Departure from Mainland Europe

La Graciosa with Lanzarote in the background

January 1st 2020 – Rainy weather and snow covered peaks in the distance as we take off from Zurich Airport. My ears pop and I think of what lies ahead, the sunshine and the warmth of the tropics, palm tree lined beaches and long days on the ocean with no land in sight. Daunting but promising.

I just carried three heavy packs from the train station in Faro to the Boatyard. It is early evening January 1st 2020 and already dark as the automatic metal gate opens, revealing the working lights of the boatyard. The air is moist and warm and carries with it the smell of the sea and a mixture of oil and paint. It’s good to see Fitz Roy sitting there in his cradle. You know that a boat can speak to you? “It’s about time, let’s go!”.

The following two days we prepare all kinds of things on the boat, the crane comes to step the mast, I check and tune the rigging, fix the fridge, check the engine.

New Crew and Launch Day

A day later Nadine and Alexandra arrive who will crew with me across the Atlantic. We make a shopping list and they do three shopping runs to get everything. In the evening we check the weather forecast to find a suitable window to sail south. It is looking good but the first part of our trip should not be underestimated this time of the year.
On day three we are ready to put Fitz Roy into the water. We have to get the timing just right, we must wait as long as we can, to get the tide higher up, but also go in as quickly as possible as the daylight is fading fast. Fitz Roy sits in the mud under the slip and we have to reset the straps of the lift again and again lifting him and pushing him further out . Nobody breaks the silence as Fernando performs this unusual and unnerving maneuver on his 50 tons travel lift, but he seems to know what he is doing. We finally make it into deeper water and out into the channel. One of the yard workers leads the way out in a little pilot boat, as the channel is unmarked and falls completely dry during low tide. Out in the main channel he says his goodbyes and returns to the yard. We motor on following the buoyed channel out to the Culatra anchorage where we drop anchor around 22:00.

Leaving Faro

Laving Faro just after sunset, we had to navigate the tidal channels in the dark. First maneuver of the season completed.

We plan to stay in the beautiful dunes of Ilha de Culatra for a few days, but the weather looks promising and we start preparing for immediate departure.

For some reason I don’t feel nervous about the passage, normally I don’t sleep well the night before departure, but not this year not on this trip, even tough it is the biggest for me so far. I know the boat is in good shape and the weather forecast is good.

The next morning we sail out of the Culatra anchorage through the narrows with an outgoing tide of 6 knots. Four days until we will reach the Islas Canarias.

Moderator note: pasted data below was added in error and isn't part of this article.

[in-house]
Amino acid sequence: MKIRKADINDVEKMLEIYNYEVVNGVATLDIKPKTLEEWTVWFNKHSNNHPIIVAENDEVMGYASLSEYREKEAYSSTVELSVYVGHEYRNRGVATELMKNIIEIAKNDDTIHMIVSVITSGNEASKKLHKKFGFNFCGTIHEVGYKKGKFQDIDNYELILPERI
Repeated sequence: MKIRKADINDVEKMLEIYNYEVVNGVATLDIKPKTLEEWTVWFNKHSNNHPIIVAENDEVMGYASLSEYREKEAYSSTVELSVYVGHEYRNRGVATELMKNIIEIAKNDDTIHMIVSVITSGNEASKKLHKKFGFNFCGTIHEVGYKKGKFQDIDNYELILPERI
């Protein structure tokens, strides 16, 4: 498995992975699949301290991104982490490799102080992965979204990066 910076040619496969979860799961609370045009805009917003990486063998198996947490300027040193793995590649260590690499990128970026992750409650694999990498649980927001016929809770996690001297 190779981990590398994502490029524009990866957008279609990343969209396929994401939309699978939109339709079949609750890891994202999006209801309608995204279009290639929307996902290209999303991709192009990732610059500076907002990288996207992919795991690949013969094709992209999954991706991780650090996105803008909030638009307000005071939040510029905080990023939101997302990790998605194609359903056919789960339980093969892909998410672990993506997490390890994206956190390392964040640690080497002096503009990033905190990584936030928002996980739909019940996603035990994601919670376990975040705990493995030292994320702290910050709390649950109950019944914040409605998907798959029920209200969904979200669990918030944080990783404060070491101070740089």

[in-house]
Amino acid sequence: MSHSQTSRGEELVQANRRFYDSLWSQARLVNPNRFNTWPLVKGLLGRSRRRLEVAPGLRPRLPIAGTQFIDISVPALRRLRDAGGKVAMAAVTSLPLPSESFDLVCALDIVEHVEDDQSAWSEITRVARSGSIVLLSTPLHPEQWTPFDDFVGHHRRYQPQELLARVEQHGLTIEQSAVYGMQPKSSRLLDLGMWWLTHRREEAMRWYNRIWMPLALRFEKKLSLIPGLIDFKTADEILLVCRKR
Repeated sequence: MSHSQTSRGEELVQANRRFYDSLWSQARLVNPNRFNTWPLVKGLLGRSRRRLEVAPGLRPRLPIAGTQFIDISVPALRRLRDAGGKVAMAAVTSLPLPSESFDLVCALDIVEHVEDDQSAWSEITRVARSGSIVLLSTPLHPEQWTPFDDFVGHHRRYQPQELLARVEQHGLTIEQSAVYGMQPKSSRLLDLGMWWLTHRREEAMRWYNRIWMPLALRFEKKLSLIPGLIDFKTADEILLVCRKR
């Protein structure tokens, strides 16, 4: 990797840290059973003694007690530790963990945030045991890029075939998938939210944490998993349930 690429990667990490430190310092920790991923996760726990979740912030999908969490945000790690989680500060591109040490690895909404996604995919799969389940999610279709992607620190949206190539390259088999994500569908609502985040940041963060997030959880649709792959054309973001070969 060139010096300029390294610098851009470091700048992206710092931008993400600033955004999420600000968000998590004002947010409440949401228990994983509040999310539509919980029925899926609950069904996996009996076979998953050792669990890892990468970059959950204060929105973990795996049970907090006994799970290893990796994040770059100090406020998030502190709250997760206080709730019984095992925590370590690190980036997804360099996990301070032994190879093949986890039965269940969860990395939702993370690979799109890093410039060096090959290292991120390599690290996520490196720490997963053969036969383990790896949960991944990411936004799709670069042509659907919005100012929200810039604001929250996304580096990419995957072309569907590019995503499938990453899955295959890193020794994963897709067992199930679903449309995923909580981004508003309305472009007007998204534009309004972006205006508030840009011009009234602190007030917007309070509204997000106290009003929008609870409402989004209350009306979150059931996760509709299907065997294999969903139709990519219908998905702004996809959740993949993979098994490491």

From the Logbook
The morning of the 3rd day at sea. With the rising sun on a clear sky we tack FITZ ROY onto our final heading towards La Graciosa, 190 nautical miles to go. We are a bit west of the rhumb line in search of better wind. The weather is glorious and the hasty departure from Faro was absolutely worth it. The conditions are 100% correct with sustained 20 knots of true wind out of the north and sea state at a moderate one meter. The Atlantic has welcomed us with his best manners and we are thankful for sure. The first night and day was exhausting we have yet to grow our sea legs. The area we are sailing trough is not to be underestimated in January. When we arrived to Faro, we were pretty much aware that the weather, this time of year, can be a shutter downer. And that we could be stuck there for weeks. With the Acores High being pushed south, the Atlantic cyclones have a tendency to sneak into the bay between Portugal and the Canaries, bringing with them huge swells and nasty gales out of the south.
But on day three of our passage nothing of that is showing in the long-range forecasts. It is just glorious downwind sailing with long gentle swells running alongside like a herd of little ponies. This is just how I imagined trade wind sailing, just a million times better!
We have had no issues with the boat so far, everything works very well including the downwind sail setup. The new lithium battery bank has some troubles getting enough charge from the 300WP solar as the days are short in the height of winter. The alternator regulator seems to have given up and needs to be replaced when we arrive in Lanzarote. With less power we had to hand steer some hours yesterday. Last night I folded down the bimini top and the sprayhood, shooting along at 7.5 knots on a silvery surface under an almost full moon. My thoughts are still back on the mainland but my nose is pointing south, I’m full of anticipation. Food has been difficult the first day but Nadine made a delicious curry yesterday and we are slowly getting our appetite back. I even start thinking about doing some fishing.

Arriving in the Canarie Islands

We made landfall on the Canary island of “La Graciosa” on day four around midday. Time flies when you’re having fun. Our new anthem: “Jenny Wolkenreiter”. Welcome aboard!